Small landlords frustrated at delay in federal aid


Illustration by Emily Lichty

Evanston devoted a portion of its American Rescue Plan Act funds to small landlords, but these landlords are still awaiting the fulfillment of that promise.

Nadia Bidarian, Reporter

City Council approved a plan last March to give financial support to small and medium-sized landlords using funds from the American Rescue Plan Act. 

But landlords haven’t yet received any aid, leaving some frustrated.

Evanston received approximately $43 million in ARPA funding to address the city’s economic fallout from the COVID-19 pandemic. In November, the Housing & Community Development Committee created a proposal to set aside $500,000 of those funds to the Small Landlord Program. 

The committee decided at the November meeting that landlords owning 25 units or less would qualify for the program and receive aid, a threshold they decided to increase to 35 units at Tuesday’s meeting. Applicants can receive a maximum of $15,000.

Carlis Sutton, a local landlord who owns four units in the 5th Ward, said he struggled to collect rent during the pandemic. Now, he’s tired of waiting for city assistance.

“What do you want me to do? Burn my clothes, walk around in a sack, throw dust on my head and bow down and scrape and beg you for money?” Sutton said. “When I see others gain those kinds of funds, it just made me livid.”

Tina Paden, who owns 27 units and manages the family-owned Paden Properties, qualifies for the assistance under the committee’s modified requirements. She said she needs assistance to deal with unexpected repairs and lost income from the pandemic.

But to her, the $15,000 maximum is a “slap in the face.” 

“Somehow, you think that $15,000 is okay for a landlord who has been dedicated to providing affordable housing for over 50 years?” Paden said. 

A large part of Paden’s frustration stems from the city’s inaction. After approving the Small Landlord Program on Nov. 15, the committee said it would appear on City Council’s agenda for approval at the Dec. 12 meeting — but it didn’t appear at that meeting or the subsequent one.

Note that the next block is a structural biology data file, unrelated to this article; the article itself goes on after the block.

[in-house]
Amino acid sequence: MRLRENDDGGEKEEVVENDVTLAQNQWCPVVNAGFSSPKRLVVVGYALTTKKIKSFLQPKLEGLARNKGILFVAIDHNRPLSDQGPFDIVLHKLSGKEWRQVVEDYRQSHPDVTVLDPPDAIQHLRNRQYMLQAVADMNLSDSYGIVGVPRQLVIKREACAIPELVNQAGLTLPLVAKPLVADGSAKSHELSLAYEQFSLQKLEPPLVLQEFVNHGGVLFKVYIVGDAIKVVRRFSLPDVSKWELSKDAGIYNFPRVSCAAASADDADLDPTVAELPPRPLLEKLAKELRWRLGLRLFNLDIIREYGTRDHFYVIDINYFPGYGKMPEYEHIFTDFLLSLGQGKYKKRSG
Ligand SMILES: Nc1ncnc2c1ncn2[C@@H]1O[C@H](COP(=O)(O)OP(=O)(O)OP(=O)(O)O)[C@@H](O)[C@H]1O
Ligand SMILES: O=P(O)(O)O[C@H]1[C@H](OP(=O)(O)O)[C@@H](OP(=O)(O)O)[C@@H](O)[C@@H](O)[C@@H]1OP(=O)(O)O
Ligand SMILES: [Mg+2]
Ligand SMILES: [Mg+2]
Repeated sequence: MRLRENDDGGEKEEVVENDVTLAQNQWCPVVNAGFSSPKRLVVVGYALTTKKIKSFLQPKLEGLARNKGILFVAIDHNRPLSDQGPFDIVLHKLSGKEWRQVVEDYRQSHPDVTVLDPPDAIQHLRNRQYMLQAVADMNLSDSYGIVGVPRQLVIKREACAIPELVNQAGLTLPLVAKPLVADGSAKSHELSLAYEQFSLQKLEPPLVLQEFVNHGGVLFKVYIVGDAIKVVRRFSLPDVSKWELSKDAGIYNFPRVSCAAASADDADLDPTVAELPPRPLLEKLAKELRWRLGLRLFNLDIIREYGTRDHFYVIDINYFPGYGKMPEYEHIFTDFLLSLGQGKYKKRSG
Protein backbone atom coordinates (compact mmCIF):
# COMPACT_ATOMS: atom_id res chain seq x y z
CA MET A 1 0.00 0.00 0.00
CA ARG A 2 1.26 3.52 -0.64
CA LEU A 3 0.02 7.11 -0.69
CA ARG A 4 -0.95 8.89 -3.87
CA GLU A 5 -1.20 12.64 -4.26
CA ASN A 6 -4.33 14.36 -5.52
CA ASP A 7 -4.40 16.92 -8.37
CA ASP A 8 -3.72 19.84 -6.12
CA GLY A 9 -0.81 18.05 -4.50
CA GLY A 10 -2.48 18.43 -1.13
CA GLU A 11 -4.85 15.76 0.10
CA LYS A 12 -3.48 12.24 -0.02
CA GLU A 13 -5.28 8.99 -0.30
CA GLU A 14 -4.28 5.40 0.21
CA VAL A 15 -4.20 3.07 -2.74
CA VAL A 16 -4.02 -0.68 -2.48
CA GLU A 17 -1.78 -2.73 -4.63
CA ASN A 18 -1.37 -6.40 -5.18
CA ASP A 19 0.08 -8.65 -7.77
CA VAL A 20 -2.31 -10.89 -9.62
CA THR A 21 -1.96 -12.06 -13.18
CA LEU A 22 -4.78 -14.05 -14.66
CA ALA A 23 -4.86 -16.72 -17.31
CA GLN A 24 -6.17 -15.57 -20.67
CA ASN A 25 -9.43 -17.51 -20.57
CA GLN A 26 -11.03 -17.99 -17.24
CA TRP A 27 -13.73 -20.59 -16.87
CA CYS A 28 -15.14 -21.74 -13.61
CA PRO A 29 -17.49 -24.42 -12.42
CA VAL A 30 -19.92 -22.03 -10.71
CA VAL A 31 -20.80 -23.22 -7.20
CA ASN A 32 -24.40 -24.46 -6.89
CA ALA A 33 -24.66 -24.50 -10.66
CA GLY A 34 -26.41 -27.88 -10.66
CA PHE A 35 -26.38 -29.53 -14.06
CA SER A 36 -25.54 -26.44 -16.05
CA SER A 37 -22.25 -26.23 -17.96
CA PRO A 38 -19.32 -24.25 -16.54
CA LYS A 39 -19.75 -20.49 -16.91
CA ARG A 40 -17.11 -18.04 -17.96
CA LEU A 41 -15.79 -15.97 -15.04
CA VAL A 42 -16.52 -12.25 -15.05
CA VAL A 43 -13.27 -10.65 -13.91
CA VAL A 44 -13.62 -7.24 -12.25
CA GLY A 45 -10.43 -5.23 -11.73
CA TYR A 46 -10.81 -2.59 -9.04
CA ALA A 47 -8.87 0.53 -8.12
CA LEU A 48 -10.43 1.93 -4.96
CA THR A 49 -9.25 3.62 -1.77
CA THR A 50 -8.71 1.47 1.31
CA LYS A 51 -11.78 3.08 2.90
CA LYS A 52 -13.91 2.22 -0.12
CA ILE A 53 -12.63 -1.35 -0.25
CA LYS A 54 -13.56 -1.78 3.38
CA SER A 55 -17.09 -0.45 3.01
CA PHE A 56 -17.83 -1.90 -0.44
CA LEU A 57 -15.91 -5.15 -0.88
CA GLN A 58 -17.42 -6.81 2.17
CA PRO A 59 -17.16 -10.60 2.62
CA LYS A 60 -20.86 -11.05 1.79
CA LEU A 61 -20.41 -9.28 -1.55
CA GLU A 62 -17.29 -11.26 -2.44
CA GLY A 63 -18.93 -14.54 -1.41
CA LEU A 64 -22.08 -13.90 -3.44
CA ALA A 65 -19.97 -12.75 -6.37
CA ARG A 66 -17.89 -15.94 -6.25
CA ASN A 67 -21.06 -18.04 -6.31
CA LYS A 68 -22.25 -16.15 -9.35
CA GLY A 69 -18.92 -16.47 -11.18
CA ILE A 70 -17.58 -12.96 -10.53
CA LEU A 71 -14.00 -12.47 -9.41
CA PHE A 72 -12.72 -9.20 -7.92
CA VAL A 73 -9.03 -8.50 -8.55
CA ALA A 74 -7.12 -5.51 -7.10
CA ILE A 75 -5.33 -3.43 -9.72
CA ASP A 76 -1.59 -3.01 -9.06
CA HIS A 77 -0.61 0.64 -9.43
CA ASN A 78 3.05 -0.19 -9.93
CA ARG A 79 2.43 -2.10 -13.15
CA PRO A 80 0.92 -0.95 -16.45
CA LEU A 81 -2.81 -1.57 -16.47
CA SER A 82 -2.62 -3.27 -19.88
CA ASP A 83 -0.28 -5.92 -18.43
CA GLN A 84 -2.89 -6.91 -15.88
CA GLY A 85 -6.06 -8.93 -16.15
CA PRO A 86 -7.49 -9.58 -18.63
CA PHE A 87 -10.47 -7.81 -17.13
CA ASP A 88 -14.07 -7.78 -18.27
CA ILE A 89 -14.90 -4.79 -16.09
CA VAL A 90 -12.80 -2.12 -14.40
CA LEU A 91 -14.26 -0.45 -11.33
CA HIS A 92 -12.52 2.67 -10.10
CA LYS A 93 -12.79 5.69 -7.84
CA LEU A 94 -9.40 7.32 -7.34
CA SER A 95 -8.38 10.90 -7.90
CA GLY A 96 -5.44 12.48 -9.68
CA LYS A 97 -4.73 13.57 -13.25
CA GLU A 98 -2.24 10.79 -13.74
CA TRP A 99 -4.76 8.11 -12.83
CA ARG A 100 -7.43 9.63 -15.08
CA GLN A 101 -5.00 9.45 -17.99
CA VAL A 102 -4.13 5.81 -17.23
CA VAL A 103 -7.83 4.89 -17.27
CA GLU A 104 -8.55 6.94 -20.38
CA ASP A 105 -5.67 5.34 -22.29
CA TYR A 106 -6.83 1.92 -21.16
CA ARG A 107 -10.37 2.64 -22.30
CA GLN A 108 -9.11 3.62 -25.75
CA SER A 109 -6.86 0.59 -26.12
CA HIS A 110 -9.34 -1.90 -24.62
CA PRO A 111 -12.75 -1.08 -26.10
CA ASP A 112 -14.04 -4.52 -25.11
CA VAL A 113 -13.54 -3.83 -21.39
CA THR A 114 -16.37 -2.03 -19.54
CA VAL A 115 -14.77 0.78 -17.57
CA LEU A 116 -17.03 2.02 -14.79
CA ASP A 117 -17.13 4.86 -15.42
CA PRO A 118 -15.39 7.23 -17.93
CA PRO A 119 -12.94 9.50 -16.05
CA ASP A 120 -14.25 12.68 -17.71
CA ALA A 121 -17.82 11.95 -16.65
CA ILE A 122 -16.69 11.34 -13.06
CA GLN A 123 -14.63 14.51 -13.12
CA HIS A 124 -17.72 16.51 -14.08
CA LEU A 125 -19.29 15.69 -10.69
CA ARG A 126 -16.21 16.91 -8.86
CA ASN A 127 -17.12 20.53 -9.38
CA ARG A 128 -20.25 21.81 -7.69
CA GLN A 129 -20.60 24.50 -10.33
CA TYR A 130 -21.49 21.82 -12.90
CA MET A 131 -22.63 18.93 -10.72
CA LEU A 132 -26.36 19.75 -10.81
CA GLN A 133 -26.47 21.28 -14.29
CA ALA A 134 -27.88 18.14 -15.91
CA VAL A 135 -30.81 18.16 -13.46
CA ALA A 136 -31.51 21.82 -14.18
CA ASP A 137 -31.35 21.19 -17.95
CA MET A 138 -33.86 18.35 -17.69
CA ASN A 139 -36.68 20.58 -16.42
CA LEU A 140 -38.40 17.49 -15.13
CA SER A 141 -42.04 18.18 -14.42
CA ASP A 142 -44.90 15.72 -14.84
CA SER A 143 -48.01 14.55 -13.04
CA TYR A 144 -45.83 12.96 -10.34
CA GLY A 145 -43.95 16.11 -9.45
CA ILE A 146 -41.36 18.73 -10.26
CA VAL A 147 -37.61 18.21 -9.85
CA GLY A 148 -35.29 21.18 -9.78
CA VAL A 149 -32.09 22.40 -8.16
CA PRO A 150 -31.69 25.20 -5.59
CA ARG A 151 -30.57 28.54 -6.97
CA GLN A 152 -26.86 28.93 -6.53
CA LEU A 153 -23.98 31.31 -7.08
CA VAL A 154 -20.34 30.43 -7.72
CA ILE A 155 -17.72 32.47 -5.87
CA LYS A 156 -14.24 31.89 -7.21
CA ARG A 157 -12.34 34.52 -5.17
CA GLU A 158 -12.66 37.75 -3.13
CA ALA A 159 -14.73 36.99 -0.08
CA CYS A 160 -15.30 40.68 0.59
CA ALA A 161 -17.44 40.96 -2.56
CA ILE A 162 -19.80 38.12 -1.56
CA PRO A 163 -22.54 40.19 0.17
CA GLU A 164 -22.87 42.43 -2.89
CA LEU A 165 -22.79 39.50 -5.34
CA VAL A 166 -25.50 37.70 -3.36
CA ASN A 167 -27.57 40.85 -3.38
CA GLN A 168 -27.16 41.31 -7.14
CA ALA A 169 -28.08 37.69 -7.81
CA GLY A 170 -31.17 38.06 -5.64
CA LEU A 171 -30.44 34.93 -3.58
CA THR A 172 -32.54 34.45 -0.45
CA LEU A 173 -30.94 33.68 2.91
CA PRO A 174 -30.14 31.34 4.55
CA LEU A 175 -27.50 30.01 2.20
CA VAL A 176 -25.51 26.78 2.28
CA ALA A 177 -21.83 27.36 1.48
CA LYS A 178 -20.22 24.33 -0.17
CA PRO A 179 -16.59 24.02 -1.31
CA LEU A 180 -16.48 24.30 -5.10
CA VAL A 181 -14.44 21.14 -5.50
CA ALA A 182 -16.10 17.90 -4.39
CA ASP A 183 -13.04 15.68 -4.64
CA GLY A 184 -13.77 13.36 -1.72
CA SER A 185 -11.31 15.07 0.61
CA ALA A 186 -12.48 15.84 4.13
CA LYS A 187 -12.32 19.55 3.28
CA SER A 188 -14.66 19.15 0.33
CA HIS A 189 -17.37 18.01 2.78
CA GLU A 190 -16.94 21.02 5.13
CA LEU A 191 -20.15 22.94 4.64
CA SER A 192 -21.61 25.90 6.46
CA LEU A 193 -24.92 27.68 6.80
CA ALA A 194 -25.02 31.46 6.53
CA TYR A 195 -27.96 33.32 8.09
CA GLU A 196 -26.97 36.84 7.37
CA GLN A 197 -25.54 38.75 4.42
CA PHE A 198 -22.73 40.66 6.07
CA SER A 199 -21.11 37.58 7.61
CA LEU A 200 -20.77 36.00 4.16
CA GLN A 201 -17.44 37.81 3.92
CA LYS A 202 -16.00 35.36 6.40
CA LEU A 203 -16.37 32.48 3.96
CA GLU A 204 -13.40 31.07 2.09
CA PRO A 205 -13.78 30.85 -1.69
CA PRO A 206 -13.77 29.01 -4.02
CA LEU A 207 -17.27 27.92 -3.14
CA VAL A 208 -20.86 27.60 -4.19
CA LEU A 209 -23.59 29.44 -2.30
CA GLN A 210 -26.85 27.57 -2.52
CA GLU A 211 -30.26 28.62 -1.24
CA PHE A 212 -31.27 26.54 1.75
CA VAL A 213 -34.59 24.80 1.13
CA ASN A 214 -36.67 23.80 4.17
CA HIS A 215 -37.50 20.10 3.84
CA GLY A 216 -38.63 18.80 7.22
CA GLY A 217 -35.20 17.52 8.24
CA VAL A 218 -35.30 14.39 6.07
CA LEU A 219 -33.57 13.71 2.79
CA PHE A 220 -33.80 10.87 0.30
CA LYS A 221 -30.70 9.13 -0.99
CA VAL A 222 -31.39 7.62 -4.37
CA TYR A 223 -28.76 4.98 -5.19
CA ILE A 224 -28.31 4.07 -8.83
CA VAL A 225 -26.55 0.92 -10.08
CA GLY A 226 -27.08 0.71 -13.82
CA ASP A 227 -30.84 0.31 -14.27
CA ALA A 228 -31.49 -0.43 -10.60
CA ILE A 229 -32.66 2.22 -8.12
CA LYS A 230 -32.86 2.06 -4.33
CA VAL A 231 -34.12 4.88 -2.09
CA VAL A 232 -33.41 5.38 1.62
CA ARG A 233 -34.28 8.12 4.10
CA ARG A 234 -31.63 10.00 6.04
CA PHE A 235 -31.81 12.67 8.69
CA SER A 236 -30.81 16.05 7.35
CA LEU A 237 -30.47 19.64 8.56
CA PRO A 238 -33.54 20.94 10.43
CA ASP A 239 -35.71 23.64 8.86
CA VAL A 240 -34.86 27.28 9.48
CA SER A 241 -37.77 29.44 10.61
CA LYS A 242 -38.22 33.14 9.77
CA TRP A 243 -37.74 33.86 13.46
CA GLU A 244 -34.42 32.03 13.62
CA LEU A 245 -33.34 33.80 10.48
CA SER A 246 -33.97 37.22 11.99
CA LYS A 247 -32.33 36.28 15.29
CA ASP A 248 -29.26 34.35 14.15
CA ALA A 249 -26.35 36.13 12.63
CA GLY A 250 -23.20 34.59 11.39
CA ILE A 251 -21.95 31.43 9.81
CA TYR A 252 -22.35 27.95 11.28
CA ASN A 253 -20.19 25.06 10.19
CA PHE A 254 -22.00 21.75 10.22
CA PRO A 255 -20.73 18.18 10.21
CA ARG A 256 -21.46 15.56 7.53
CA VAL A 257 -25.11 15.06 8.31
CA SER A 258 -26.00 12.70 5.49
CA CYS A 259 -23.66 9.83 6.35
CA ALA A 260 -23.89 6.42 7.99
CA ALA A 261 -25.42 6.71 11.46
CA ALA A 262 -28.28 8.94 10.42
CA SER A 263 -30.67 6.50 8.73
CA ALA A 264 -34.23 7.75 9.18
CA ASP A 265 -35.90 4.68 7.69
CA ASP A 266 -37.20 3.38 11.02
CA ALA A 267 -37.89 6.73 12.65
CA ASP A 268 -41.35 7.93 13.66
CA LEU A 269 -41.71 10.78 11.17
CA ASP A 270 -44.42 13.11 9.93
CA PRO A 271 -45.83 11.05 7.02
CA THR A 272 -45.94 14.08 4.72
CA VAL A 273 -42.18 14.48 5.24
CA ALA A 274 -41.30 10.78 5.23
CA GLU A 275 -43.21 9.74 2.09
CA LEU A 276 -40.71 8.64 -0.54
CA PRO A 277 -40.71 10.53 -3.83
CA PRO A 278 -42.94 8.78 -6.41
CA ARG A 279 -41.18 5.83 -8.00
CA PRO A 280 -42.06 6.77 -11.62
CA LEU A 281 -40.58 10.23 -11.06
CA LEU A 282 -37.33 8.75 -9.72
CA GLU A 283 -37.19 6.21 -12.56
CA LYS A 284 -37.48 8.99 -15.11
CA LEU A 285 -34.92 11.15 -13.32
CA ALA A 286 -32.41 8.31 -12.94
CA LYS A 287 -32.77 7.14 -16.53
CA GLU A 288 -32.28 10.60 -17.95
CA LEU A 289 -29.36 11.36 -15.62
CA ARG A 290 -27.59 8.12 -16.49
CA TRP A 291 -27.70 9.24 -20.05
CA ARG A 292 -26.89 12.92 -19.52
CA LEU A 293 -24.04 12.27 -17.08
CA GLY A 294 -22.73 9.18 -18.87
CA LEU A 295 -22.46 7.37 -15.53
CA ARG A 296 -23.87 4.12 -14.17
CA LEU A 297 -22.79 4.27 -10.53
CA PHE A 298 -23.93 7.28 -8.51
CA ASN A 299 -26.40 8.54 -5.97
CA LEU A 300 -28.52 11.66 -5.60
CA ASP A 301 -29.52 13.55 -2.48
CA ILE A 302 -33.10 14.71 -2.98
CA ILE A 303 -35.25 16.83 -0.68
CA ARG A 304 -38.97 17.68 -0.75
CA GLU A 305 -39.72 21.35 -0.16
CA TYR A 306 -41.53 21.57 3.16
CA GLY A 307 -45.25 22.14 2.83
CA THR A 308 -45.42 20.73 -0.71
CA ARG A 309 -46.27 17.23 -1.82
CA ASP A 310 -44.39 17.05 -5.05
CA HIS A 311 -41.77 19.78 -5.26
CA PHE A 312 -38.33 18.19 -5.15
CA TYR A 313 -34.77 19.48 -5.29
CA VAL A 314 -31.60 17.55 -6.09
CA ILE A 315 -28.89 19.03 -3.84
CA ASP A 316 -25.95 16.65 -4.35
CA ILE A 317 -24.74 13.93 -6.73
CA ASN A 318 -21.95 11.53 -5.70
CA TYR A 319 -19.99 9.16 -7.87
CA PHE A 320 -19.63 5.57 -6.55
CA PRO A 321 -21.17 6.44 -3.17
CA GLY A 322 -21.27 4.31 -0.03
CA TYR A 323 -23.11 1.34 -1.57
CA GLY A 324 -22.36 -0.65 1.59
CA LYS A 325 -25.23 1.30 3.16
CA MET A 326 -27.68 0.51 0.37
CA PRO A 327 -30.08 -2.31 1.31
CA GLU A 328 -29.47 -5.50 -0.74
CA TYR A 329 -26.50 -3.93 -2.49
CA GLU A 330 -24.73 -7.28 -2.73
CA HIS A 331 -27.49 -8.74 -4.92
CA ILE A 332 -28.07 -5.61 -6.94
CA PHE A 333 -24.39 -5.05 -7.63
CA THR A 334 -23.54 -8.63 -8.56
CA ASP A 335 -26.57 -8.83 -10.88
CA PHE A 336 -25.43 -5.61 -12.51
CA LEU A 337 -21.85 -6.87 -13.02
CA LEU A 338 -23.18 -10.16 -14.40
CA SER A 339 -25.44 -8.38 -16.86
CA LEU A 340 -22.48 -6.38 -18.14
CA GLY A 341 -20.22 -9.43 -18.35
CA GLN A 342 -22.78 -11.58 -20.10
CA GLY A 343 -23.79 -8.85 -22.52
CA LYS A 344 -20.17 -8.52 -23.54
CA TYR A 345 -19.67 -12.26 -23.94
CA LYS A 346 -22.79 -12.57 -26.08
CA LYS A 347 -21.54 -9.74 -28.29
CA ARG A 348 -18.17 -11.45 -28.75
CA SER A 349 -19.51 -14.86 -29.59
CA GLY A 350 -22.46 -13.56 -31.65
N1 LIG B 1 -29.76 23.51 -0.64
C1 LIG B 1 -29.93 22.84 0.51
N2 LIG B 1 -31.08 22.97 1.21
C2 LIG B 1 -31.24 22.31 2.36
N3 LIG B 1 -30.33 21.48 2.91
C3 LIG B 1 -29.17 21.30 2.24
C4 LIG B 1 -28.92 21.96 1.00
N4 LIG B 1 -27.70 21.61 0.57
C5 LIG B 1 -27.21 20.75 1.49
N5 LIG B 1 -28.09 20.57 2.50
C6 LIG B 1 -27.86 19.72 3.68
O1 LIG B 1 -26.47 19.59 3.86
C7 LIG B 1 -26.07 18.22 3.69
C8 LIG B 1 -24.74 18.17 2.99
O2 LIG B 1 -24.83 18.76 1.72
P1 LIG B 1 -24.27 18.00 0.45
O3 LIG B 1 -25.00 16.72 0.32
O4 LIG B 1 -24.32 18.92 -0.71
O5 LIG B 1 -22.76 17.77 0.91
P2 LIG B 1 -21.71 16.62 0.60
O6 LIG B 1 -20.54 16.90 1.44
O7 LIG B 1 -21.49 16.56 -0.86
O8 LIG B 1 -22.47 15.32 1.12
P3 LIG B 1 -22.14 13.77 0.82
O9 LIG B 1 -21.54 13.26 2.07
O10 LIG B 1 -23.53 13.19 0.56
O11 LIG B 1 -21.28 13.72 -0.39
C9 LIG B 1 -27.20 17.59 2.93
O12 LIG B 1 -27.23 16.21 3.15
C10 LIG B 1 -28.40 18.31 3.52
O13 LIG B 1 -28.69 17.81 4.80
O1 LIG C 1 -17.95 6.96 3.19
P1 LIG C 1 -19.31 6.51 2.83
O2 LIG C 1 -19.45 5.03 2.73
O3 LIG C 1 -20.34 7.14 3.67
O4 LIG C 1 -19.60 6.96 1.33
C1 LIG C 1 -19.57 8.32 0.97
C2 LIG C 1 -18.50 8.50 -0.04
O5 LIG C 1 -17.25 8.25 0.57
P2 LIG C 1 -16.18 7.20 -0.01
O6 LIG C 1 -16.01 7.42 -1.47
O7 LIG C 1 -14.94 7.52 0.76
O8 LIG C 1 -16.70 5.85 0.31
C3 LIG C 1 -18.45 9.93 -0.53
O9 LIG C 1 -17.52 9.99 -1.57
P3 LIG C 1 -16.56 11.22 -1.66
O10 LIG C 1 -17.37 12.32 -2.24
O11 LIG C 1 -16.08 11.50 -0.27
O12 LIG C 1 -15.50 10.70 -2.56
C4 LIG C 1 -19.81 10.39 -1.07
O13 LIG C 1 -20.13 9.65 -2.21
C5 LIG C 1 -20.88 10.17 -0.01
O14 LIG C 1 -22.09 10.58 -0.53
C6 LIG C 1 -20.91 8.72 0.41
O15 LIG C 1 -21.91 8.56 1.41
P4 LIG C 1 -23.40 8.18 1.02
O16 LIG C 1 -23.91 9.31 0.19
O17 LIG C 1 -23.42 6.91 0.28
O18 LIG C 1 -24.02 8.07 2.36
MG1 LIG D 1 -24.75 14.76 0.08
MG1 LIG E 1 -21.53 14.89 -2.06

Even after Tuesday’s committee meeting, Paden and Sutton wondered when the program would reach City Council for a vote. 

“The committee persons said, ‘We’re going to have the money right away, we’re going to get it voted on on Dec. 12, and by January you should have a check,’” Paden said. “Well, now it’s January, and no check. There’s no vote. There’s nothing.” 

Sutton and Paden said the slow assistance for small landlords is antithetical to the city’s promised commitment to affordable housing. 

The majority of affordable housing manifests in small, existing housing, not in new, larger developments, according to the DePaul Institute for Housing Studies.

“The city has never helped us do anything,” Paden said. “They just stand up there and say, ‘Oh, we’re so concerned about affordable housing.’” 

Illinois’ eviction moratorium, which expired in October 2021, protected tenants from eviction if they were unable to pay rent. But Paden and Sutton said it caused them to lose income they’re still trying to recoup.

Because of this, Ald. Clare Kelly (1st) has been advocating for landlords to get city support — especially those who accept affordable housing vouchers from programs like Illinois’ Section 8. 

“We talk about wanting to support and promote affordability, but yet we’re not giving any assistance to these landlords. It doesn’t make any sense,” Kelly said. “They are some of the only property owners and landlords who provide Section 8 housing, and they’re not getting the support.” 

Paden said her company has rented to 75 low-income families in four of her properties over the past 20 years.

Many of these families were on Section 8 or received support from Connections for the Homeless, Center of Concern and other organizations for housing instability, she said.

To keep her units affordable, Paden said the city should provide more support.

“People think that landlords are rich and that we don’t deserve any money,” Paden said. “But one must remember that we’re a business too. I think a lot of people forget that.” 

Email: [email protected] 

Twitter: @nadia_bidarian 

Related Stories: 

A history of initiatives and attempts to increase affordable housing in Evanston  

City Council approves purchase of vacant 5th Ward properties to develop into affordable housing 

City leaders remain divided over ARPA-allocation process